Through this ambitious petition, Ridhima asks the NGT to direct the government and its agencies to assess climate related issues while appraising projects for grant of environmental/ forest clearances. They should also check projects satisfy compensatory afforestation conditions before granting permissions for fresh diversion of forests, keeping in view the INDC commitment of increasing carbon sinks in the country.

Ridhima has also asked the government to prepare quantifiable targets, or a “carbon budget”, for the total amount of greenhouse gas (mainly carbon dioxide) emissions that can be released until 2050 by India, in keeping with the global responsibility of limiting the long-term average global temperature increase to no more than 2°C. India currently has a commitment to reduce the intensity of its emissions by 30-35% by 2030, compared to 2005.

Why are children coming forward?

It is well documented that children are the most vulnerable and worst affected due to adverse impacts of climate change across the globe. Unfortunately, owing to their “minor” status, they are not involved in decision making processes. Antony Lake, UNICEF Executive Director, pointed out, “As temperatures increase, together with water scarcity and air pollution, children will feel the deadliest impact of water-borne diseases and dangerous respiratory conditions. As more extreme weather events expand the number of emergencies and humanitarian crises, children will pay the highest price. As the world experiences a steady rise in climate-driven migration, children’s lives and futures will be the most disrupted.”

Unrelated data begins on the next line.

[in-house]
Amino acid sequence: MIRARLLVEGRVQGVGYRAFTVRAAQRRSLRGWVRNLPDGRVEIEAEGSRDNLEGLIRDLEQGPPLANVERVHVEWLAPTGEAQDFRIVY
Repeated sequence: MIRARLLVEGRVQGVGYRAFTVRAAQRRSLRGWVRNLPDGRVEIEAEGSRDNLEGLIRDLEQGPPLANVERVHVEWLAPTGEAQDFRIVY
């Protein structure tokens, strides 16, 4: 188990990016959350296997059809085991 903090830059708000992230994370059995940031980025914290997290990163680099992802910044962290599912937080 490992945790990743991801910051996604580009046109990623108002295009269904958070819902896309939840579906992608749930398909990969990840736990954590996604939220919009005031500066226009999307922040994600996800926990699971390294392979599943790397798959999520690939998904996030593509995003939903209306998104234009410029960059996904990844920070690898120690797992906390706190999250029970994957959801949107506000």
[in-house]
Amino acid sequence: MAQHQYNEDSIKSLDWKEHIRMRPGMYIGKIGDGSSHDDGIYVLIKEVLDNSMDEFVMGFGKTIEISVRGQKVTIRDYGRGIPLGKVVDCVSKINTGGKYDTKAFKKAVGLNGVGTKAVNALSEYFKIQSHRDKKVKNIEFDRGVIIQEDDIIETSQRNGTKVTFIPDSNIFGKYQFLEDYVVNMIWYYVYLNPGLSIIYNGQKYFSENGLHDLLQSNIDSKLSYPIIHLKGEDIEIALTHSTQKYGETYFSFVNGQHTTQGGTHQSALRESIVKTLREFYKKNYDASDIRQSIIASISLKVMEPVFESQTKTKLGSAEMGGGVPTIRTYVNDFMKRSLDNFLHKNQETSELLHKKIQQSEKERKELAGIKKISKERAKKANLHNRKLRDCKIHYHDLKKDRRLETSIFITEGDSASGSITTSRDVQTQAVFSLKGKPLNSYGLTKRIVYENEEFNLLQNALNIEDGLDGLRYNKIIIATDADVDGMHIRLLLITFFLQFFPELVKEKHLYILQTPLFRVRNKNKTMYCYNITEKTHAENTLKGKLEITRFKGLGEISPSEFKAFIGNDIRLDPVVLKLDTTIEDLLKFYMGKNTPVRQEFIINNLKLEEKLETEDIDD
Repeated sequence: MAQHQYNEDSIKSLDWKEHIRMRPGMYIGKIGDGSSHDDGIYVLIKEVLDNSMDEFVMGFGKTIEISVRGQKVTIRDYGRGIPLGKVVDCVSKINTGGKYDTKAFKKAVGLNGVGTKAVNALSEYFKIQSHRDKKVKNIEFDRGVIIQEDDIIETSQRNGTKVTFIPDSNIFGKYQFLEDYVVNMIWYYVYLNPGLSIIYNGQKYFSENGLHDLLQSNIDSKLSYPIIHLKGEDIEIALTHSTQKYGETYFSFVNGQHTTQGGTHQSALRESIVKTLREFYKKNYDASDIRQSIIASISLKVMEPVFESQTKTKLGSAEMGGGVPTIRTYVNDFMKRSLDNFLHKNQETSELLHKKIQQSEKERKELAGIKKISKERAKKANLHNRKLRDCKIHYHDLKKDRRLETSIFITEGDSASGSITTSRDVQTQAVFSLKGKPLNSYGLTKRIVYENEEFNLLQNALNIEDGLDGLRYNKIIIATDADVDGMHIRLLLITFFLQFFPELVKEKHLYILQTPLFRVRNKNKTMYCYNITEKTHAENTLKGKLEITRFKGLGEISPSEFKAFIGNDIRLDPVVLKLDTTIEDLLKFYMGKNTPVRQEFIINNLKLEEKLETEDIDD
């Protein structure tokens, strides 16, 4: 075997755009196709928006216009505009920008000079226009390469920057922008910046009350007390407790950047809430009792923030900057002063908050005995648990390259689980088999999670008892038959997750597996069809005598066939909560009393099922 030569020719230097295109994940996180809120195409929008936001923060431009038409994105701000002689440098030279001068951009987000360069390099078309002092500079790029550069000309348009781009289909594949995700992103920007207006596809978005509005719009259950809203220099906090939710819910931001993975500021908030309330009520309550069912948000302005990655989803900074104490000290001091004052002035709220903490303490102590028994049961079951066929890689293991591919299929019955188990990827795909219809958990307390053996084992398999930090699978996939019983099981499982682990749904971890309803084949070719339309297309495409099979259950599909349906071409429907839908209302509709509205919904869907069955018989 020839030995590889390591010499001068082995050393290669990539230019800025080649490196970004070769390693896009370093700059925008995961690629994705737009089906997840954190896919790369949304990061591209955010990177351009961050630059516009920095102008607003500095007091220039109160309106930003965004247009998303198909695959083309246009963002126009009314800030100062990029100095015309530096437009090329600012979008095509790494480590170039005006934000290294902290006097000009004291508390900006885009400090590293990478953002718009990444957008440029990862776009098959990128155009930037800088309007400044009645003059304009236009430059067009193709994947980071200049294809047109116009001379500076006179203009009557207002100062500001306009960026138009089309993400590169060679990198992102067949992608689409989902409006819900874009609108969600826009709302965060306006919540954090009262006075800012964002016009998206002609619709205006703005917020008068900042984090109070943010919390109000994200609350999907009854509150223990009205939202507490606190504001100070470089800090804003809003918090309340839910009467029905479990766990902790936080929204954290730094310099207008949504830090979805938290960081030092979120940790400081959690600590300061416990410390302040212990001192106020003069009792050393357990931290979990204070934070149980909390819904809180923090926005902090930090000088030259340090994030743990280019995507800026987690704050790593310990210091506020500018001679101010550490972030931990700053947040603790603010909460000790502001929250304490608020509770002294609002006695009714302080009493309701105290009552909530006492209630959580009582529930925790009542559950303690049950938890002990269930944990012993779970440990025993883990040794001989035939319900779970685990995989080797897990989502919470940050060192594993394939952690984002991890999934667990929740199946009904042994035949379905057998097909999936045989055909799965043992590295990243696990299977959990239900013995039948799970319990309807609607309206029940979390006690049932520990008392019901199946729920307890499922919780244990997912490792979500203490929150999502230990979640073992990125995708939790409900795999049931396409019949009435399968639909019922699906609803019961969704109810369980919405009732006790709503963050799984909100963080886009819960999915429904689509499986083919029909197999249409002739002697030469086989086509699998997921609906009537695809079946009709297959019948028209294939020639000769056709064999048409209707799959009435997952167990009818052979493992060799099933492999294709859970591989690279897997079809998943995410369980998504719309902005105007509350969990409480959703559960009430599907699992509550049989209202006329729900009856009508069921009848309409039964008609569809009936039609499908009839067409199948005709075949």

Children are particularly susceptible to injury and death as a result of extreme heat, drought, floods and other disasters caused by climate change. They are also at an increased risk from food and water shortages caused by crop failure, ocean acidification, water and soil salinization, and species extinction. A 2015 UNICEF report estimated over half a billion children live in extremely high flood occurrence zones, whereas nearly 160 million live in high or extremely high drought severity zones.

There is hope

This petition follows a similar case brought by a seven year old girl last year against the Pakistan government for not taking sufficient action on climate change. It is a good sign that children like Ridhima are coming forward to bring about such positive change.

In his book The Great Derangement: Climate Change and the Unthinkable, Amitav Ghosh writes that a “lack of transitive connection between political mobilization, on the one hand, and global warming, on the other, is nowhere more evident than in the countries of South Asia, all of which are extraordinarily vulnerable to climate change.” He laments that “climate change has not resulted in an outpouring of passion in the country, despite the fact that India has innumerable environmental organisations and grassroots movements.” Hopefully, Ridhima will be able to prove Amitav Ghosh wrong.

Meera Gopal is representing Ridhima before the National Green Tribunal along with Ritwick Dutta from the Lawyers Initiative for Forest and Environment.


Share This